Basically, know what you're about and who you're competing against, don't hunt for bear with a BB gun, and avoid suffering the consequences of Ready, Fire, Aim!

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6 comments on “Avoiding ‘Ready, Fire, Aim’

    April 30, 2013

    I have worked in a few different companies and continue to be shocked at the level of strategic planning that really gets done.  To be top dog it is essential to plan and execute meticulously.  Most companies I know chase very short term opportunistic leads and proper strategy is sorely lacking.  Now since I am part of these companies I guess I should also blame myself here 😉

  2. Ford Kanzler
    April 30, 2013

    I've worked in and with a lot of companies as well. Strategy fell out of favor at some point with the emphasis being on just doing it, i.e. “if you're busy, you must be accomplishing something useful.” Further, there are a lot of places which believe they have a strategy and frankly don't or, that may have a strategy but don't tell the whole company what it is. Its a big managment team secret!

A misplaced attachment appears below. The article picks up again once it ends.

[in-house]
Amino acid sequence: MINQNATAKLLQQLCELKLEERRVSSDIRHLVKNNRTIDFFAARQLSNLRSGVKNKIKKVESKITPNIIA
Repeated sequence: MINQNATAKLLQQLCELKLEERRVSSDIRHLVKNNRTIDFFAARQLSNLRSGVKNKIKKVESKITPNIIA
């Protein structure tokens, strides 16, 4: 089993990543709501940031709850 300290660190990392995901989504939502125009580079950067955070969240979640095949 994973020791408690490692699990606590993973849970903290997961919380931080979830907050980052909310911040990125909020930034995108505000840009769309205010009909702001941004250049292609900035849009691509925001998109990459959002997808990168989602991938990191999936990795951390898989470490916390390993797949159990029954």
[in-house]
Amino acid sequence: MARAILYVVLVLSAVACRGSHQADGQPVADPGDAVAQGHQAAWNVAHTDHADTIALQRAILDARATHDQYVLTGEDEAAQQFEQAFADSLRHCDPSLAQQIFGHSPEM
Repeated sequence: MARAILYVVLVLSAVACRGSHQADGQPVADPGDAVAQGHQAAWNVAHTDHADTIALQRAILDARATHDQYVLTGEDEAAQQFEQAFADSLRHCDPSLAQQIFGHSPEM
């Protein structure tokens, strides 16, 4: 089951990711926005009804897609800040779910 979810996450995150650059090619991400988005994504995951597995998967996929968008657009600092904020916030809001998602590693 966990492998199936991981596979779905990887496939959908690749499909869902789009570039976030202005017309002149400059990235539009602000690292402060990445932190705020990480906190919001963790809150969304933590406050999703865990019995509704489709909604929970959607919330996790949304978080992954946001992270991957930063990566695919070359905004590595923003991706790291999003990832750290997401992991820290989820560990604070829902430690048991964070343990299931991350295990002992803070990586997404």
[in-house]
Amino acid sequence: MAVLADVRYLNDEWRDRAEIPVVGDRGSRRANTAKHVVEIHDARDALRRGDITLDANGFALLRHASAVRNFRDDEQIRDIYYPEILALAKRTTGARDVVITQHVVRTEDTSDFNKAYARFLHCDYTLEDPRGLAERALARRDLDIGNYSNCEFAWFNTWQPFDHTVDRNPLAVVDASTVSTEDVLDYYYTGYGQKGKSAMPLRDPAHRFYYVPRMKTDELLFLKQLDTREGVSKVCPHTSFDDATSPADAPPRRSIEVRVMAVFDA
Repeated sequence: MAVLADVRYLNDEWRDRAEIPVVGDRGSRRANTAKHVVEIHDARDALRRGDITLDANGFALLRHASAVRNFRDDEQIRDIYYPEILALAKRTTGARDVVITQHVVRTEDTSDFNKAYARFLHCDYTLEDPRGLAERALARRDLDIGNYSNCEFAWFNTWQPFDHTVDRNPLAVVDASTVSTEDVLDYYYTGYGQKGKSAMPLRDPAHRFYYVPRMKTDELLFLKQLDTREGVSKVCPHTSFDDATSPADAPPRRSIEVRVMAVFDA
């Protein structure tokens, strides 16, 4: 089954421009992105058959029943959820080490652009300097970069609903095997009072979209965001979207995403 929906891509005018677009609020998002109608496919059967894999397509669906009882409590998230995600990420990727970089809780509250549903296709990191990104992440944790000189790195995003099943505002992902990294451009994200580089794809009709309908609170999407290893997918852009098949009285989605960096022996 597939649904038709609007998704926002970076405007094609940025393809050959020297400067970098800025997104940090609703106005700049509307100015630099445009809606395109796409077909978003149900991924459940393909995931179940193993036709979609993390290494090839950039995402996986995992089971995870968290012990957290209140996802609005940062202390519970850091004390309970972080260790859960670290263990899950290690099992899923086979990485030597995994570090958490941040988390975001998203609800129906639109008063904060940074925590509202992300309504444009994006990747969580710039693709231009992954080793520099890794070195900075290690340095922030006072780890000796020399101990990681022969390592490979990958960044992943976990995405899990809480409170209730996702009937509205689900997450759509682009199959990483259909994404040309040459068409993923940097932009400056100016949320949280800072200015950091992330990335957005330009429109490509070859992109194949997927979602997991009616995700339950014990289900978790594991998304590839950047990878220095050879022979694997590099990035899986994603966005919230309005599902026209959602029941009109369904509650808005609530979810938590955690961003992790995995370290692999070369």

Sales- and sometimes engineering-driven organizations in particular often have a short-term mentality and lack a strategic focus or long-term perspective on how the business will compete and evolve. I try avoiding those kinds of operations…unless invited to help make changes and develop a strategy, which is my key practice area.

  3. William K.
    May 1, 2013

    The stratagy at one employer was one that was quite different, which is that we offered a much longer warranty with almost no limitations. And our response to those who asked how we could afford to do this was that “our product does not fail, so it doesn't cost us anything”. Because our equipment was used for production, reliability and uptime were quite critical. But our reliability did make a few converts, and got us lots of repeat customers. That was what separated us from our competition. Would that be called a stratagy? or not?

  4. Ford Kanzler
    May 1, 2013